I don't need Father's Day to remind me of what I had and what we shared. But, on this day I especially miss him.


June 15, 2011: Even a blind hog can root up an acorn now and then...

In my long and varied career, I've photographed a lot of different subjects. I've always been willing to try anything, but I've never made a practice of photographing sports, though I was introduced to that kind of photography in my high school and college years, and do enjoy photographing equestrian events when I follow my wife—a licensed United States Equestrian Federation official—to horse shows.

But every now and then I'm tempted to photograph something outside my comfort level, like the surfer below. It was late in the afternoon at a California beach, and this fellow, who I took to be a novice sufer dude, was having a lot of trouble handling the waves. I watched him for quite a while from a platform on a stairway from the top of a cliff to the beach. He reminded me of myself the first and only time I attempted to snow ski, when a pro who was watching me exclaimed, "I've never seen anyone fall down so many ways without getting hurt!"

This picture is a candidate for a caption writing contest and perhaps an example of how it ought not be done.

June 13, 2011: Developing selective vision (commentary on my June 11 post)

My friend Susan Hepler, former Chief of Interpretation at Bryce Canyon National Park has gently taken me to task for a comment in my last post. She quoted: "... the distance. I was so excited by the views that I jumped out of my car perhaps fifty times to take pictures. I remember getting home, processing the film, looking at the slides and thinking 'Good grief, they all look alike!' Clearly, not all those scenes needed to be photographed..." And then she chastised me, "Of course they needed to be photographed, else how could you have known to be more selective in such a short time? Most of us take years and lots of intention to sort through our photographs to realize this. Some of us still don't do selective photography and that is why you get paid for yours!"

Susan makes an interesting point, and perhaps I should have said that in my excitement with the dramatic California coastline, I failed to notice what should have been the obvious similarities between many of the views I was photographing. Had I been more observant, I might have been looking for details and differences that would have allowed me to make a variety of more distinctive and appealing images.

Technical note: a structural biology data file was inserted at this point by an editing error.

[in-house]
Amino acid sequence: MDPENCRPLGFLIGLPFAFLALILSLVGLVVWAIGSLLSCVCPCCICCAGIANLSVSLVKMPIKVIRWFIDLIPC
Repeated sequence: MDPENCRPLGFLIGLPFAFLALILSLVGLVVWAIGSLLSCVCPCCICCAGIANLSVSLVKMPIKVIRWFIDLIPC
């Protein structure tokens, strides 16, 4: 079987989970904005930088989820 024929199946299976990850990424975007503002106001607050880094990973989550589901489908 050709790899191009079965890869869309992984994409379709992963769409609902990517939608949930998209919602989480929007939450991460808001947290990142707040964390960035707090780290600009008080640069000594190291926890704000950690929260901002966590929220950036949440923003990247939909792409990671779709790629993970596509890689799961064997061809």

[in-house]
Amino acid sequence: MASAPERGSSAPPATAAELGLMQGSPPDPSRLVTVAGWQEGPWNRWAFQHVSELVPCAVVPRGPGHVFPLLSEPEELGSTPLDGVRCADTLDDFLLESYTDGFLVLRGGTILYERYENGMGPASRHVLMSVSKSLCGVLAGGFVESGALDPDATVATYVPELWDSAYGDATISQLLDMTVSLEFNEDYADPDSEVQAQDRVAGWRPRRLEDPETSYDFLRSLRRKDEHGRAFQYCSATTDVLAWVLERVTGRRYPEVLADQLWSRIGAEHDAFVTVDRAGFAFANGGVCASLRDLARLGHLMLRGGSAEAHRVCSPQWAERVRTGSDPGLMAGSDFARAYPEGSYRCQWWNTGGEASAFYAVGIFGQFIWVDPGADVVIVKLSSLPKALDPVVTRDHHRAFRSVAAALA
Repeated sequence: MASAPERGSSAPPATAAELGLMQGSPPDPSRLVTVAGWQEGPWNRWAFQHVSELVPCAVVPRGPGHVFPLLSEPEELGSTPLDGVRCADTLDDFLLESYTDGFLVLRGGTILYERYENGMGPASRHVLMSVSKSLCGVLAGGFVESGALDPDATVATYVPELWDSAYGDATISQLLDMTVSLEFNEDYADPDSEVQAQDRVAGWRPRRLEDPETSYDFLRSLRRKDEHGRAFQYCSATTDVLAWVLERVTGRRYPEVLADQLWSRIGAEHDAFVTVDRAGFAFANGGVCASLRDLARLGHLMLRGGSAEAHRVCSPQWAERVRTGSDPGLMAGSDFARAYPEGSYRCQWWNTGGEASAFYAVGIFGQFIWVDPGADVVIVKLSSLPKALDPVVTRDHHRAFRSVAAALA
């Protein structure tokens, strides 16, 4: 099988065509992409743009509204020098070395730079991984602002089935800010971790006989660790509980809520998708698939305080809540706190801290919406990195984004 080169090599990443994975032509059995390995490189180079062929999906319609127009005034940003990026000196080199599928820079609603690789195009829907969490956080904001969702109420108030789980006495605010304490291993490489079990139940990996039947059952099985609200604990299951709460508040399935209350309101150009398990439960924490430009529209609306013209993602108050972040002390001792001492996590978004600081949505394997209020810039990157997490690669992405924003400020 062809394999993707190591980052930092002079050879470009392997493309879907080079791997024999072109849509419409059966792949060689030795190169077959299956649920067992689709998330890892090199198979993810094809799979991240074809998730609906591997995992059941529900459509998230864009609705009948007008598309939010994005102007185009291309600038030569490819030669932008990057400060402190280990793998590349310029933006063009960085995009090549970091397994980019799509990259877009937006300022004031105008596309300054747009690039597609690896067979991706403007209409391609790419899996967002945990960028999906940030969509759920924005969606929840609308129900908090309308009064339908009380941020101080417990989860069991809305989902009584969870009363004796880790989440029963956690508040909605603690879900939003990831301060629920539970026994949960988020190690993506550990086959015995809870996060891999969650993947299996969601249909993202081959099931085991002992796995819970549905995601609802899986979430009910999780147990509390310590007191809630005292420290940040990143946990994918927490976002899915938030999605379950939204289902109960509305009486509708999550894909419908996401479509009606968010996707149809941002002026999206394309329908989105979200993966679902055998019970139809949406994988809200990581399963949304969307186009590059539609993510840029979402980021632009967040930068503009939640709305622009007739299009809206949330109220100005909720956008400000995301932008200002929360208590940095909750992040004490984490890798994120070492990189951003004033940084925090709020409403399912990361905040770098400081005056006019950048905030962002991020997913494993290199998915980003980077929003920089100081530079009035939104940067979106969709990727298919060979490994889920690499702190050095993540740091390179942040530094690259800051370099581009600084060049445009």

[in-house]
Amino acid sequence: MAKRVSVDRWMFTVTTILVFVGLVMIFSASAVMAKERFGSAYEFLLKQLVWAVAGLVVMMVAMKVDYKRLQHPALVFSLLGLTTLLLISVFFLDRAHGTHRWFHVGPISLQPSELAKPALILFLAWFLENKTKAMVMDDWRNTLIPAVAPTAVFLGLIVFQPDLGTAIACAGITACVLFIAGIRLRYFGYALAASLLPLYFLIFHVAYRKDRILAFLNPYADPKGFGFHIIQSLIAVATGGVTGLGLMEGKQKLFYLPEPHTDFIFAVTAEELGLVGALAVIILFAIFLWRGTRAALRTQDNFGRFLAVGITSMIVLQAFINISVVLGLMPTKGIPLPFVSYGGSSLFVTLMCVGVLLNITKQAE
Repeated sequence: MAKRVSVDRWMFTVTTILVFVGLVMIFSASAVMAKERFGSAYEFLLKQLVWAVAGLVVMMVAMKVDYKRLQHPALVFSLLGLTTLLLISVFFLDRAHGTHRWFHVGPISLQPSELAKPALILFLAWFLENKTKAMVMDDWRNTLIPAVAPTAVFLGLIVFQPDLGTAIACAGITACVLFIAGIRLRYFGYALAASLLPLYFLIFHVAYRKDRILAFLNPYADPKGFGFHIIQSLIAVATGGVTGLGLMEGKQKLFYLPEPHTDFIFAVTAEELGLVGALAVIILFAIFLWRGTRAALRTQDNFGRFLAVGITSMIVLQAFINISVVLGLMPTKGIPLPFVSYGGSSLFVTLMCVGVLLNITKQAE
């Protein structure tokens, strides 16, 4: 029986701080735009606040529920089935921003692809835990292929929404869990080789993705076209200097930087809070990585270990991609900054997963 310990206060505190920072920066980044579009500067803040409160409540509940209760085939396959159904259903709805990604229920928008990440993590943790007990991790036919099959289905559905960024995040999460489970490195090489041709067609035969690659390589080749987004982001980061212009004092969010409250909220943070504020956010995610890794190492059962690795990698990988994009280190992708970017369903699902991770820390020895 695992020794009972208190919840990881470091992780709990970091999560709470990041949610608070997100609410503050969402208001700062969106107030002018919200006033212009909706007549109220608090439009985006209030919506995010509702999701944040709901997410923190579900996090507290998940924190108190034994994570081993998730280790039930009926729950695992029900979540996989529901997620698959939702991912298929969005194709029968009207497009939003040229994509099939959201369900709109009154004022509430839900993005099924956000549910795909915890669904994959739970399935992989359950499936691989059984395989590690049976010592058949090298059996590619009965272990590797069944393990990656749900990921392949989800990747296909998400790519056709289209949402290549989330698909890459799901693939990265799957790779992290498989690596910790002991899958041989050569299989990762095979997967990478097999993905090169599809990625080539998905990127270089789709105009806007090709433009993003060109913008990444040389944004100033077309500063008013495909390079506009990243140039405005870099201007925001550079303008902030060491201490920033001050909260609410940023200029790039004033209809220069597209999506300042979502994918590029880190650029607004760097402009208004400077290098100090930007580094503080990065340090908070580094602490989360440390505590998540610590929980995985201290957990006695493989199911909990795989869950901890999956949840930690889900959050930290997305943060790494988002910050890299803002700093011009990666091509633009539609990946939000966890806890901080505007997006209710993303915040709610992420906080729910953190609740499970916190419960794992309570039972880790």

Still, I stand by my assertion that not all those views needed to be photographed, based not only on years of looking at photographs, but on what I've learned and subsequently taught my students through exercises designed to enhance a person's ability to see more of their environment more thoroughly. I'm talking about seeing more than the "things" that compose the composition, but the textures, shapes, colors, conditions, the quality of the light and then recognizing the feelings evoked upon seeing all those details.

Only by seeing or observing more, does one gain the ability to be truly selective.

Had I known then what I do today, I would certainly have approached that drive down the California coast with a more selective and perhaps understanding eye, which is not to say that I absolutely would not have made some "look alike" images along the way. My approach always is to take advantage of every chance to make a good photograph. If, after making one image, I see a nearby opportunity to make a better, although similar one, I will take advantage of that opportunity. But, having trained myself to see more of my environment, I would have been less likely to be repetitious. My view would have taken in more than steep slopes and a restless sea and I would have found an almost endless variety of subjects for my camera.

Above: Wave action on rocks at Laguna Beach, California, 2009. An example of looking selectively at a single element of the environment and picturing it in a variety of ways.


June 11, 2011: Not everything needs to be photographed.

What a revelation that was. I'm not sure exactly when it occurred to me. Maybe it was when my dermatologist wanted to make a complete photographic "map" of my body so that he could have a record of all my moles and spots to help him monitor their change over time. I declined and found another dermatologist who was content to do regular periodic exams. But, if anything demonstrates that there are things than don't need to be photographed, look at today's news or Google Anthony Weiner.

Now don't misunderstand...I'm not saying that you should always be able to justify every desire you have to make a picture. Au contraire, mon amis. (Where did that come from...I have absolutely no French heritage!) If the spirit moves you, go right ahead and make your picture, like I did with the one below.

I was walking on a Mississippi beach near Gulfport a couple of years ago, and I saw these wings lying in the sand. There wasn't much else around to capture my attention and I had a camera around my neck, so I exposed a frame. A while later, suffering a weak moment in the hot sun, I also made a picture of the half eaten carcass of a small catfish lying in shallow water. That picture was repulsive and, to my mind, had no redeeming value whatsoever; it really didn't need to be made.